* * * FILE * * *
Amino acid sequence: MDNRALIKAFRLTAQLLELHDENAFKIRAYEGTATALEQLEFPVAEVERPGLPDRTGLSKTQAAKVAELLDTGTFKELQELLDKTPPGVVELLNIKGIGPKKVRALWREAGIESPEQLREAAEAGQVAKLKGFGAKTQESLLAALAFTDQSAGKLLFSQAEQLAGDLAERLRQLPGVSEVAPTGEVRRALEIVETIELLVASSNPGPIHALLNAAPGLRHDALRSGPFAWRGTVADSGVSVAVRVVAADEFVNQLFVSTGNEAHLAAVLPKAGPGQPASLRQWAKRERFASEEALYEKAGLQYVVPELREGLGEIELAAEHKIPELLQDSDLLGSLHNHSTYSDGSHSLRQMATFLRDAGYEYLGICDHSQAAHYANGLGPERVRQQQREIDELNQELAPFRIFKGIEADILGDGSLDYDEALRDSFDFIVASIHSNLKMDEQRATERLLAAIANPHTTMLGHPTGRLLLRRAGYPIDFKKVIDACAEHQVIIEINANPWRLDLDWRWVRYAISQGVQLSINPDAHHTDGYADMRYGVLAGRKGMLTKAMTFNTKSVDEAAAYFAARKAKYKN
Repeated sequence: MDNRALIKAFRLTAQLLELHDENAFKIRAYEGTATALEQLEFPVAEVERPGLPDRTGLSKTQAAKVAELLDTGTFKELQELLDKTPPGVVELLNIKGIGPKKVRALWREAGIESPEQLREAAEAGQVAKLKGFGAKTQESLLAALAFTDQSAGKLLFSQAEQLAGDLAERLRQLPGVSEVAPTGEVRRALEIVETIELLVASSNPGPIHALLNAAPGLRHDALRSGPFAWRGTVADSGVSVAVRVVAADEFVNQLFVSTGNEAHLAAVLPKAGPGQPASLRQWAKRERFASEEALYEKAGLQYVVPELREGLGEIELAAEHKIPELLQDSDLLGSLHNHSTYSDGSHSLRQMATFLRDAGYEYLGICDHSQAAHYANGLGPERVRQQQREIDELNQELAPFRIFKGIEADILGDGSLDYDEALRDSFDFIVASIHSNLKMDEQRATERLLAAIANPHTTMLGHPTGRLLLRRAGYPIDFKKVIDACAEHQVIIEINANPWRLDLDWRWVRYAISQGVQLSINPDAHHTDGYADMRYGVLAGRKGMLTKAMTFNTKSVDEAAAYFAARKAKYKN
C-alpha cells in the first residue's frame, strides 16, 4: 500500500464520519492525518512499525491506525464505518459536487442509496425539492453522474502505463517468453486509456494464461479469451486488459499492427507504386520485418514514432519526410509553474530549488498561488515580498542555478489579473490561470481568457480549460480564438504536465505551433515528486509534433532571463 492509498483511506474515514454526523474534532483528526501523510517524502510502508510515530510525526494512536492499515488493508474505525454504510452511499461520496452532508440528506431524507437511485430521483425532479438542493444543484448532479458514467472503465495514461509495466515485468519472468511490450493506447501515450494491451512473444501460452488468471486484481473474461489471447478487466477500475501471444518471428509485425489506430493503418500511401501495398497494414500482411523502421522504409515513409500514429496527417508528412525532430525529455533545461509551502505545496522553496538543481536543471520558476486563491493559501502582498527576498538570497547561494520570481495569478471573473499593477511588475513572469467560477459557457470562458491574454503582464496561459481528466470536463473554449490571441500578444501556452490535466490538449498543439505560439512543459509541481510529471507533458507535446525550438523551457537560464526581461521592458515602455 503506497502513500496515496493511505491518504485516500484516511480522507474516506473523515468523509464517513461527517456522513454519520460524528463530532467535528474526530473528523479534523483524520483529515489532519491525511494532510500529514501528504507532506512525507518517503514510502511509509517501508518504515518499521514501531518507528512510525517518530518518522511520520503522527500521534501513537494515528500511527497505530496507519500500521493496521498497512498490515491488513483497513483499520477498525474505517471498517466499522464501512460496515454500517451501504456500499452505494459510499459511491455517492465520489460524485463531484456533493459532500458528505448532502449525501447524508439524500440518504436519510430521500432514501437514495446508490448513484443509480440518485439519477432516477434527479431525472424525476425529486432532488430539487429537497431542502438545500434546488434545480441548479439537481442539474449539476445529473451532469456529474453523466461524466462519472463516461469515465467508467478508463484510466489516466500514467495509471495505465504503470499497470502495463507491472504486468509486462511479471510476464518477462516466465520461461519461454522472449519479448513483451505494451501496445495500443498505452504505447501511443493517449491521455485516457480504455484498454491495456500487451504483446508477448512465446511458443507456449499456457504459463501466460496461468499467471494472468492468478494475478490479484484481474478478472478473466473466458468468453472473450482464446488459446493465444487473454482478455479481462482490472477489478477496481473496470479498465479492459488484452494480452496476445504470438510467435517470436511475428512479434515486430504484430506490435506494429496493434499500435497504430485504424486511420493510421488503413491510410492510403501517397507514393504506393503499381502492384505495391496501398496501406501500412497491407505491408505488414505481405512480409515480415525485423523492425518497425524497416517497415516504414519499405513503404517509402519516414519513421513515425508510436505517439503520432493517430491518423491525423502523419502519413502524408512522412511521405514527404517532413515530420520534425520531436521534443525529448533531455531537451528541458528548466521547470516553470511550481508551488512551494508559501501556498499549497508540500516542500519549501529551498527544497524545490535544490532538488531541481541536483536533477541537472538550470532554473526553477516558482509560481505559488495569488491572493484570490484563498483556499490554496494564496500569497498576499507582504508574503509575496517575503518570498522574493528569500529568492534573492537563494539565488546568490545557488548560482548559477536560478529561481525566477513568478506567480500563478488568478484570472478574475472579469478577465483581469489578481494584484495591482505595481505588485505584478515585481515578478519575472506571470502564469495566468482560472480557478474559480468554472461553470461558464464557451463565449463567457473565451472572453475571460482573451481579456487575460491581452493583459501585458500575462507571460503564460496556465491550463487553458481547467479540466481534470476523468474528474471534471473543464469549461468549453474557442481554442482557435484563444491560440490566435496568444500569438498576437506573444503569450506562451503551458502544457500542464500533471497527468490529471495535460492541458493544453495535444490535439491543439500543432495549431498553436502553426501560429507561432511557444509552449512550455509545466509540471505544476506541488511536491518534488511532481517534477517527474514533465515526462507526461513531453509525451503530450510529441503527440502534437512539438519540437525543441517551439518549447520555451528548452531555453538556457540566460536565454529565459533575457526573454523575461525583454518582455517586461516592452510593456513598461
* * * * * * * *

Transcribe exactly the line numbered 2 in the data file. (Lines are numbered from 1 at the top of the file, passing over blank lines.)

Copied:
Repeated sequence: MDNRALIKAFRLTAQLLELHDENAFKIRAYEGTATALEQLEFPVAEVERPGLPDRTGLSKTQAAKVAELLDTGTFKELQELLDKTPPGVVELLNIKGIGPKKVRALWREAGIESPEQLREAAEAGQVAKLKGFGAKTQESLLAALAFTDQSAGKLLFSQAEQLAGDLAERLRQLPGVSEVAPTGEVRRALEIVETIELLVASSNPGPIHALLNAAPGLRHDALRSGPFAWRGTVADSGVSVAVRVVAADEFVNQLFVSTGNEAHLAAVLPKAGPGQPASLRQWAKRERFASEEALYEKAGLQYVVPELREGLGEIELAAEHKIPELLQDSDLLGSLHNHSTYSDGSHSLRQMATFLRDAGYEYLGICDHSQAAHYANGLGPERVRQQQREIDELNQELAPFRIFKGIEADILGDGSLDYDEALRDSFDFIVASIHSNLKMDEQRATERLLAAIANPHTTMLGHPTGRLLLRRAGYPIDFKKVIDACAEHQVIIEINANPWRLDLDWRWVRYAISQGVQLSINPDAHHTDGYADMRYGVLAGRKGMLTKAMTFNTKSVDEAAAYFAARKAKYKN